Most water gardeners will avoid trees near their ponds despite the fact that trees can offer one very important benefit to a pond in providing shade. Shade is important to your pond as it will help to reduce the temperature increasing significantly on sunny summer days and will also restrict sunlight reaching the pond. Direct sunlight is a significant contributor to algal growth. Preferably a pond should only receive direct sunlight for half of the day and remain in shade for the rest.
The objection of many water gardeners to trees is that they do have a number of downsides for water, which in many people’s opinion, far outweigh the benefits that shade can offer.
So what are the down sides of trees?
Some trees, such as laburnum are poisonous. Tree roots can cause problems with pond liners; in addition, particularly deep roots potentially affect the soil structure. However, the primary problem that trees cause is quite simply leaf-fall. All of the fallen leaves can be visually displeasing and a pain in the proverbial to clear. The real issue are the leaves that do not remain on the surface and cannot easily be cleared. These fallen leaves will effectively act as compost in the pond. Whilst the effects of this ‘compost’ will not be realised over the cold winter months immediately following the Autumn leaf fall, come spring, this will fuel algal and weed growth on a potentially troublesome scale.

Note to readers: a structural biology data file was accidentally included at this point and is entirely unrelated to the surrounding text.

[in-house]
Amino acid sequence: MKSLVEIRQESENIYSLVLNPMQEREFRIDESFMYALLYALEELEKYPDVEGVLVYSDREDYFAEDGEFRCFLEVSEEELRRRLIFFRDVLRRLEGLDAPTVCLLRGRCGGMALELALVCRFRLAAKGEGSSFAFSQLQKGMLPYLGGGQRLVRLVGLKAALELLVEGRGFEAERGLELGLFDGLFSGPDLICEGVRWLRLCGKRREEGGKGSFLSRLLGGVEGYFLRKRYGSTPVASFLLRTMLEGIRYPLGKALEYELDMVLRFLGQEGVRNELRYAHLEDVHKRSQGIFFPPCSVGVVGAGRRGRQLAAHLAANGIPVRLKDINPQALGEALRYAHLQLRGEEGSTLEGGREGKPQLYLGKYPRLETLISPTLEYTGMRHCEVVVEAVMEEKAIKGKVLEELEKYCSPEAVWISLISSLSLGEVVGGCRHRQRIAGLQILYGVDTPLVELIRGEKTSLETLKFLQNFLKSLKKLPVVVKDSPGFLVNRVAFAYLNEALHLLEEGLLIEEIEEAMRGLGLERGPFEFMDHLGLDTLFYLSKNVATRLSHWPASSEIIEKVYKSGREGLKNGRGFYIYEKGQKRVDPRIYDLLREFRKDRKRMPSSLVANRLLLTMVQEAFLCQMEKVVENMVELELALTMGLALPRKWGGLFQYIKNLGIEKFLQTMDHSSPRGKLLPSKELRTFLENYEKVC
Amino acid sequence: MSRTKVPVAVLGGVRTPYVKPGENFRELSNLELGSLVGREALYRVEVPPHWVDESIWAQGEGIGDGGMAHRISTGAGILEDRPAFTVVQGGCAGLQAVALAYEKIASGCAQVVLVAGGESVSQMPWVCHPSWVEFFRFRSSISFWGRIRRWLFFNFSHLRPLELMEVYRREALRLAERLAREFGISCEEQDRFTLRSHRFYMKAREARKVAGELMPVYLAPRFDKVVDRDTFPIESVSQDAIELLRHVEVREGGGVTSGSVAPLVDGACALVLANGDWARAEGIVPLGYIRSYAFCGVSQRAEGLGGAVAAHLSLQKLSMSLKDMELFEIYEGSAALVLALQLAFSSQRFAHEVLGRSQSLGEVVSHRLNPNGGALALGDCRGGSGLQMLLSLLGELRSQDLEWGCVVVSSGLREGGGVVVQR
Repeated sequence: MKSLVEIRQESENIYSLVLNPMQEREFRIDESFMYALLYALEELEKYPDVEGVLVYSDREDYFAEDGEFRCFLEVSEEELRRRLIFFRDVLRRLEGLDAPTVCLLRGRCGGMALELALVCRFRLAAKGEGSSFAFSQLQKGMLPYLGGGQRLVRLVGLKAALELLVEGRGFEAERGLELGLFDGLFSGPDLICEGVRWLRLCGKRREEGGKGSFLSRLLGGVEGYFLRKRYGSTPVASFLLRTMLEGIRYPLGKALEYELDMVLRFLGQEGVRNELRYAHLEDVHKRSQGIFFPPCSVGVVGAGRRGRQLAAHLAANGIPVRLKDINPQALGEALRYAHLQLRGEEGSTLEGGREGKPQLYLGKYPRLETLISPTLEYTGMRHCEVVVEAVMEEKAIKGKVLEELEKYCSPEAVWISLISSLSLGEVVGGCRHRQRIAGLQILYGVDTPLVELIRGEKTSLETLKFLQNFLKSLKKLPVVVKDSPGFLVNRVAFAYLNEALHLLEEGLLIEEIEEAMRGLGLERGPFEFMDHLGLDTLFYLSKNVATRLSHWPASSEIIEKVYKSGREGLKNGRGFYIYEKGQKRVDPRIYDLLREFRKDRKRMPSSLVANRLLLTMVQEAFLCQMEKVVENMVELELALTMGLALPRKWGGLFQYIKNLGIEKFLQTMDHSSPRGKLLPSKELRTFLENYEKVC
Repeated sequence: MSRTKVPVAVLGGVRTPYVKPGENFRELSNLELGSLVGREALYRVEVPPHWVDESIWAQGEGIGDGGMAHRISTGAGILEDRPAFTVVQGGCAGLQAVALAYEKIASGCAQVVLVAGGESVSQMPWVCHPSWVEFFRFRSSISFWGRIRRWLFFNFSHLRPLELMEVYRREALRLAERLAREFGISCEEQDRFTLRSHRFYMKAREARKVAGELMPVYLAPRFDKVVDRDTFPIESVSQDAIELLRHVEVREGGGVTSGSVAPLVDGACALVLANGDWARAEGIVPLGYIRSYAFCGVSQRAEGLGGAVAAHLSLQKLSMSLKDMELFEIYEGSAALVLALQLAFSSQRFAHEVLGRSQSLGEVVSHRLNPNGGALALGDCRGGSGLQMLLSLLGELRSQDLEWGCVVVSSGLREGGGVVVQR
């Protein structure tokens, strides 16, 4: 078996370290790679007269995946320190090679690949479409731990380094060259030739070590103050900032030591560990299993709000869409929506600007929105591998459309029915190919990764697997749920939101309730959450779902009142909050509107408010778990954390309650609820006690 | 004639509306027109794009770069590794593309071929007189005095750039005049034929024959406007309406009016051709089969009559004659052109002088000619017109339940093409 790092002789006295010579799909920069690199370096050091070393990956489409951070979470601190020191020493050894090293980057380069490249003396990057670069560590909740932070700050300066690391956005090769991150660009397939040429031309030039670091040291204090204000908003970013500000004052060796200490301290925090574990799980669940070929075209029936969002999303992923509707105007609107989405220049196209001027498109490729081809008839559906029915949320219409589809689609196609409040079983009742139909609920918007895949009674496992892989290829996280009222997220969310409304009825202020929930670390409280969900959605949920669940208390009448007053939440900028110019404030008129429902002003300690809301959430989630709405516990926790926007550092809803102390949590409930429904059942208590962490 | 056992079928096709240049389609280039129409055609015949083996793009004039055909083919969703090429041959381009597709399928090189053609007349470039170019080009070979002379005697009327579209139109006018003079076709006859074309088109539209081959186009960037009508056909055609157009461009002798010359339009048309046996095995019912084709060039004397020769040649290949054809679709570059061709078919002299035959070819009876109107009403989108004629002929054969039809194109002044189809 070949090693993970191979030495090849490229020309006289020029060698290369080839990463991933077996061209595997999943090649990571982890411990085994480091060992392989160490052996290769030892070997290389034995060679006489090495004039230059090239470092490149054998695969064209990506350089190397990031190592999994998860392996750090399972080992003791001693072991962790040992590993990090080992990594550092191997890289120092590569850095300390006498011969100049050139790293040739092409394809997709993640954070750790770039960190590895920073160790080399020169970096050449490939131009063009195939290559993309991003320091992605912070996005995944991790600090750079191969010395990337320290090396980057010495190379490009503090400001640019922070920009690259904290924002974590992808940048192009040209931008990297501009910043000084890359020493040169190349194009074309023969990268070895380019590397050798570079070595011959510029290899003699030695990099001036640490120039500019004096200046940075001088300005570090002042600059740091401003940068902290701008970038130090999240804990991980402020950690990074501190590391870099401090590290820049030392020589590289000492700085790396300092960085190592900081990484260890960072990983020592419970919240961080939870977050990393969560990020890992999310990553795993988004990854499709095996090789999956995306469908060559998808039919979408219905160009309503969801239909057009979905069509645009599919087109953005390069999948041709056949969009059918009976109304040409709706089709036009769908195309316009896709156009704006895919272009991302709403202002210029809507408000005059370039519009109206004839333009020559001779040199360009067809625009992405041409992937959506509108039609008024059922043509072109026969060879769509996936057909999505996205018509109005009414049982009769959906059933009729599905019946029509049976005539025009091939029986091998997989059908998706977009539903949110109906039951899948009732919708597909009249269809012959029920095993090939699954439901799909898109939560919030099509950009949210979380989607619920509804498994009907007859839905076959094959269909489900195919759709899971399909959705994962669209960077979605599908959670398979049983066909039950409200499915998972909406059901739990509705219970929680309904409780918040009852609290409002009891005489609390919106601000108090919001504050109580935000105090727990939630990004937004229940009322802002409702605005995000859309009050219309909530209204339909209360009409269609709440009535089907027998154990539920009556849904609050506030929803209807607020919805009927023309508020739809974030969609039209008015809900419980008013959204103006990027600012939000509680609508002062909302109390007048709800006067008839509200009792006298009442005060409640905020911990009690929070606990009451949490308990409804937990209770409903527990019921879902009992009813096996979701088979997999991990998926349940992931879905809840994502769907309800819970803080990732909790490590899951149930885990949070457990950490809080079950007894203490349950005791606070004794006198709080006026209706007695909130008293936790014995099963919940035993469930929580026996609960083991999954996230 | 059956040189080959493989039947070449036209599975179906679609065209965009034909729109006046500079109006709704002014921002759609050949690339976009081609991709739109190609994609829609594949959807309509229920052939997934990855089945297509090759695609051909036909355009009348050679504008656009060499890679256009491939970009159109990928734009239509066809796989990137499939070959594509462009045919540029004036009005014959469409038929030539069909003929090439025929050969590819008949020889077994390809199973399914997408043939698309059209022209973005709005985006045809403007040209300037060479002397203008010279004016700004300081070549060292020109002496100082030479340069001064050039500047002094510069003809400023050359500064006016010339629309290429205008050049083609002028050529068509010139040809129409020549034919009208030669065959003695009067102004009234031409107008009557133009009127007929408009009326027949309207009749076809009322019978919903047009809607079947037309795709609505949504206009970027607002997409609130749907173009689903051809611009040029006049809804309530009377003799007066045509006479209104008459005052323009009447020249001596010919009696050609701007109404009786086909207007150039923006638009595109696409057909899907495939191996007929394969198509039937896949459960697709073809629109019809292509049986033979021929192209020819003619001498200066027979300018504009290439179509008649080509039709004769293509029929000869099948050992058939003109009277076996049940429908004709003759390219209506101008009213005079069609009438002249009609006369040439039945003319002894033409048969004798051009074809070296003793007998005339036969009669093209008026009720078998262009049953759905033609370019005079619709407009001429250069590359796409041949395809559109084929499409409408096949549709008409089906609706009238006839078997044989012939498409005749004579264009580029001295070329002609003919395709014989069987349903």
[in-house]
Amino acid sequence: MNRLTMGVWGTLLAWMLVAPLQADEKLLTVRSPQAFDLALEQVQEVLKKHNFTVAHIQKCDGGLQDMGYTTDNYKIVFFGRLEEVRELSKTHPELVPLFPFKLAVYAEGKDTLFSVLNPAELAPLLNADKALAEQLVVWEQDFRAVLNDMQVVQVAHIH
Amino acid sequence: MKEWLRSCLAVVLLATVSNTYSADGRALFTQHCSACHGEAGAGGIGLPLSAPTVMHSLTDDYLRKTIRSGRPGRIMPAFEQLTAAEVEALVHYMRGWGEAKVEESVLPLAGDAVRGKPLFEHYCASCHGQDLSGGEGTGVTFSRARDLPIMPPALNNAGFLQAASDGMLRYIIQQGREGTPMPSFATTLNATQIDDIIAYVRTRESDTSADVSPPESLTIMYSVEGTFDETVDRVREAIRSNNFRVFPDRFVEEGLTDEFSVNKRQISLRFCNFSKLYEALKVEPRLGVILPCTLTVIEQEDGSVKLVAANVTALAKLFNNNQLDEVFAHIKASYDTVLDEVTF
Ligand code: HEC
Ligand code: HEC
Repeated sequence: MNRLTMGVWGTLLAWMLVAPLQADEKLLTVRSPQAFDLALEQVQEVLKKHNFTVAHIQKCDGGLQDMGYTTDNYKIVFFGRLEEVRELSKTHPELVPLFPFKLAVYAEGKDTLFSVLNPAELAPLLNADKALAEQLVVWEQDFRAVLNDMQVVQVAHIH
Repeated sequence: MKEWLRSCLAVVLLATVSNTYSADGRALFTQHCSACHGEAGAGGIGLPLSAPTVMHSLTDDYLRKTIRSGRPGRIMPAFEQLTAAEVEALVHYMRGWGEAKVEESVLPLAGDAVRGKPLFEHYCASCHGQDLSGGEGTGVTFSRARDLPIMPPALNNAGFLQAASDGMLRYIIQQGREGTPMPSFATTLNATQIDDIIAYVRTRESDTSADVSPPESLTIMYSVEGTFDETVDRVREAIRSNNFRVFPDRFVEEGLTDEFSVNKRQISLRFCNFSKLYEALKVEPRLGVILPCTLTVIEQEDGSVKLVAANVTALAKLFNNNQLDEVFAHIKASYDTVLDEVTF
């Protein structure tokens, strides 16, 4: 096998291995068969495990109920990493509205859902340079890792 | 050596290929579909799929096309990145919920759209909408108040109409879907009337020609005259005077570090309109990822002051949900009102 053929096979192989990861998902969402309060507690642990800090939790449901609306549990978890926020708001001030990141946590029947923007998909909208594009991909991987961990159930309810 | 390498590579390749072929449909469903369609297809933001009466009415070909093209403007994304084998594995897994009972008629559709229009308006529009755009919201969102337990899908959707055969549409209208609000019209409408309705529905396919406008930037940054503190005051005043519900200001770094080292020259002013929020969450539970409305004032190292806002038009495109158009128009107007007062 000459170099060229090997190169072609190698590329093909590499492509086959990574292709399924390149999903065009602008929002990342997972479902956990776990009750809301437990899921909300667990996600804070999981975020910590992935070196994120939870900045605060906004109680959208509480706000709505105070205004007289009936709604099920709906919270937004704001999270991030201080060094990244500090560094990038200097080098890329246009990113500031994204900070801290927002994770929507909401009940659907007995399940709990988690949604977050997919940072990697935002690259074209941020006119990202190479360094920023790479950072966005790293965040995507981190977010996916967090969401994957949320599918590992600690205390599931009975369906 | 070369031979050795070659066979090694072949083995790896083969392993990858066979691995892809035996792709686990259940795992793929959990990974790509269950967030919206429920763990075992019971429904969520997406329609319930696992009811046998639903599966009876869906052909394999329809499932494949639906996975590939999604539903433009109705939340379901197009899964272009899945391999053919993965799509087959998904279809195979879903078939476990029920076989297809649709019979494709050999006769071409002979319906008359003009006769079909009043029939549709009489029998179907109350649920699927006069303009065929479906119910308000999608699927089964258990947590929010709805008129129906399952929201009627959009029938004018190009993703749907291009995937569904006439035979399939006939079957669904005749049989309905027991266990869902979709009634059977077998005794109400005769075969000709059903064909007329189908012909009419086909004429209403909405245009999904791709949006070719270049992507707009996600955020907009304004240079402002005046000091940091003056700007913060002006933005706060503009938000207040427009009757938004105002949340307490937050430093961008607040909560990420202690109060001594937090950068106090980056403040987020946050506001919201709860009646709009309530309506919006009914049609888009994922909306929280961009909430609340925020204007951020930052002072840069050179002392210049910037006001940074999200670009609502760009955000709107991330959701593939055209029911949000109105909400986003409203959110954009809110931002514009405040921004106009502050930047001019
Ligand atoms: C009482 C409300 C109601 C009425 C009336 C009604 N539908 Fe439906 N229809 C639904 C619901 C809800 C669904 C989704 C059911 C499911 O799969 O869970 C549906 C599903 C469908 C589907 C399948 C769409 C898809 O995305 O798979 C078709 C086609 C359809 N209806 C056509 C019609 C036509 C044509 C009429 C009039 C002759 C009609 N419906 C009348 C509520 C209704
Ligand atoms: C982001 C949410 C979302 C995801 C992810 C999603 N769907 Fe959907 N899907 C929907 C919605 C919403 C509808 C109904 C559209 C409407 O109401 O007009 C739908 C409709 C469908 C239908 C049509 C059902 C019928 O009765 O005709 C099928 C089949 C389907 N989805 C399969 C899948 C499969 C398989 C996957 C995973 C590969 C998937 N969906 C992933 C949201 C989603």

Whether or not you are able to control the source of problem leaf fall, it is important that you tackle the symptoms and either cover the pond with netting or actively remove leaves from the pond with a rake, or similar, on a regular basis. If you are planning to create a pond within your garden and wish to incorporate trees into your garden design then smaller species such as silver birch or willow tend to be more suited to the pond environment.